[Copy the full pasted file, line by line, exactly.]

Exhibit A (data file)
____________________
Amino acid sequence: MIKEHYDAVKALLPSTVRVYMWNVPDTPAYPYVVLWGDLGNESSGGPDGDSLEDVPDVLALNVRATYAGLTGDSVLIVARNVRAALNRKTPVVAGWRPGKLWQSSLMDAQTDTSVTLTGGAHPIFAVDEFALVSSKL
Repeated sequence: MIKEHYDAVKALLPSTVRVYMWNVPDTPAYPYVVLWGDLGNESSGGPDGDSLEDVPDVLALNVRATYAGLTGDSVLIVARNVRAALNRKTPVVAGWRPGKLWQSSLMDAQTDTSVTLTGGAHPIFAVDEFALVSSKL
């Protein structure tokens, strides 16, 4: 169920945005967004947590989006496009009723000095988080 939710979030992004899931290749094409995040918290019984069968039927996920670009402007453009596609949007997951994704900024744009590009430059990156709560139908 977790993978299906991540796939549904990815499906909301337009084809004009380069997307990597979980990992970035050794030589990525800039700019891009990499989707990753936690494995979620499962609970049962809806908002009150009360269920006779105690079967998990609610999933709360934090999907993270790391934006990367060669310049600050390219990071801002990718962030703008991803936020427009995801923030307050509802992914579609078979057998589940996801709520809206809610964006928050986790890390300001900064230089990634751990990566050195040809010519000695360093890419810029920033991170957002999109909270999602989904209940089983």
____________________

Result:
Amino acid sequence: MIKEHYDAVKALLPSTVRVYMWNVPDTPAYPYVVLWGDLGNESSGGPDGDSLEDVPDVLALNVRATYAGLTGDSVLIVARNVRAALNRKTPVVAGWRPGKLWQSSLMDAQTDTSVTLTGGAHPIFAVDEFALVSSKL
Repeated sequence: MIKEHYDAVKALLPSTVRVYMWNVPDTPAYPYVVLWGDLGNESSGGPDGDSLEDVPDVLALNVRATYAGLTGDSVLIVARNVRAALNRKTPVVAGWRPGKLWQSSLMDAQTDTSVTLTGGAHPIFAVDEFALVSSKL
């Protein structure tokens, strides 16, 4: 169920945005967004947590989006496009009723000095988080 939710979030992004899931290749094409995040918290019984069968039927996920670009402007453009596609949007997951994704900024744009590009430059990156709560139908 977790993978299906991540796939549904990815499906909301337009084809004009380069997307990597979980990992970035050794030589990525800039700019891009990499989707990753936690494995979620499962609970049962809806908002009150009360269920006779105690079967998990609610999933709360934090999907993270790391934006990367060669310049600050390219990071801002990718962030703008991803936020427009995801923030307050509802992914579609078979057998589940996801709520809206809610964006928050986790890390300001900064230089990634751990990566050195040809010519000695360093890419810029920033991170957002999109909270999602989904209940089983």